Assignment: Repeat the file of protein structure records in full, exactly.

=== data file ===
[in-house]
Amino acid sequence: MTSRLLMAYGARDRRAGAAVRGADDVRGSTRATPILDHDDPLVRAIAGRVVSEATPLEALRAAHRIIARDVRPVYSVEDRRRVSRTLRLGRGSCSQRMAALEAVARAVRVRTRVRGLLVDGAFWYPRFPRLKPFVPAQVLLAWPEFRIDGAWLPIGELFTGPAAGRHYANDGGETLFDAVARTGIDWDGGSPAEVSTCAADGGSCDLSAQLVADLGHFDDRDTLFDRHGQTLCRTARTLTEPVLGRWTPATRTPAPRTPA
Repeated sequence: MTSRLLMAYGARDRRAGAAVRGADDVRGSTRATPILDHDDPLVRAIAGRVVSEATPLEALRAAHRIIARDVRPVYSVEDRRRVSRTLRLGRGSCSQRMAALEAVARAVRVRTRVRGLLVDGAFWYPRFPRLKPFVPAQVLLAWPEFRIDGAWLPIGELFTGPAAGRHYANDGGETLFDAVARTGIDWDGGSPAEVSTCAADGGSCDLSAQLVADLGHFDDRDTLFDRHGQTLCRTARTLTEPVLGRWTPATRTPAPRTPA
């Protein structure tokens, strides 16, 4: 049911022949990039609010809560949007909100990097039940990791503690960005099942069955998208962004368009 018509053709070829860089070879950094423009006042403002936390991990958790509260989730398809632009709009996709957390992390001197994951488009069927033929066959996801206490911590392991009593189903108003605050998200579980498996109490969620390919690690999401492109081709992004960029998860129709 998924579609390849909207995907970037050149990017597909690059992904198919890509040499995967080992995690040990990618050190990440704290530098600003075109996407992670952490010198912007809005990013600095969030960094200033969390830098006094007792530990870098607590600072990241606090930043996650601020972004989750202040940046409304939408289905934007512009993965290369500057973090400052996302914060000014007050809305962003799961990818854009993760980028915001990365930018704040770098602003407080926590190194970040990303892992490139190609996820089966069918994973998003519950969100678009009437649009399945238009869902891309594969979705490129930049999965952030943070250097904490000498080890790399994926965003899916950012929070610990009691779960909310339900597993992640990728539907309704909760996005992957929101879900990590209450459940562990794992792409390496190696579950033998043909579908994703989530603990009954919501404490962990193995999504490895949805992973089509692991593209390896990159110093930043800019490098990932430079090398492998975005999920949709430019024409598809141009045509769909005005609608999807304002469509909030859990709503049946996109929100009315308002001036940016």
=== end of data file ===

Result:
[in-house]
Amino acid sequence: MTSRLLMAYGARDRRAGAAVRGADDVRGSTRATPILDHDDPLVRAIAGRVVSEATPLEALRAAHRIIARDVRPVYSVEDRRRVSRTLRLGRGSCSQRMAALEAVARAVRVRTRVRGLLVDGAFWYPRFPRLKPFVPAQVLLAWPEFRIDGAWLPIGELFTGPAAGRHYANDGGETLFDAVARTGIDWDGGSPAEVSTCAADGGSCDLSAQLVADLGHFDDRDTLFDRHGQTLCRTARTLTEPVLGRWTPATRTPAPRTPA
Repeated sequence: MTSRLLMAYGARDRRAGAAVRGADDVRGSTRATPILDHDDPLVRAIAGRVVSEATPLEALRAAHRIIARDVRPVYSVEDRRRVSRTLRLGRGSCSQRMAALEAVARAVRVRTRVRGLLVDGAFWYPRFPRLKPFVPAQVLLAWPEFRIDGAWLPIGELFTGPAAGRHYANDGGETLFDAVARTGIDWDGGSPAEVSTCAADGGSCDLSAQLVADLGHFDDRDTLFDRHGQTLCRTARTLTEPVLGRWTPATRTPAPRTPA
């Protein structure tokens, strides 16, 4: 049911022949990039609010809560949007909100990097039940990791503690960005099942069955998208962004368009 018509053709070829860089070879950094423009006042403002936390991990958790509260989730398809632009709009996709957390992390001197994951488009069927033929066959996801206490911590392991009593189903108003605050998200579980498996109490969620390919690690999401492109081709992004960029998860129709 998924579609390849909207995907970037050149990017597909690059992904198919890509040499995967080992995690040990990618050190990440704290530098600003075109996407992670952490010198912007809005990013600095969030960094200033969390830098006094007792530990870098607590600072990241606090930043996650601020972004989750202040940046409304939408289905934007512009993965290369500057973090400052996302914060000014007050809305962003799961990818854009993760980028915001990365930018704040770098602003407080926590190194970040990303892992490139190609996820089966069918994973998003519950969100678009009437649009399945238009869902891309594969979705490129930049999965952030943070250097904490000498080890790399994926965003899916950012929070610990009691779960909310339900597993992640990728539907309704909760996005992957929101879900990590209450459940562990794992792409390496190696579950033998043909579908994703989530603990009954919501404490962990193995999504490895949805992973089509692991593209390896990159110093930043800019490098990932430079090398492998975005999920949709430019024409598809141009045509769909005005609608999807304002469509909030859990709503049946996109929100009315308002001036940016």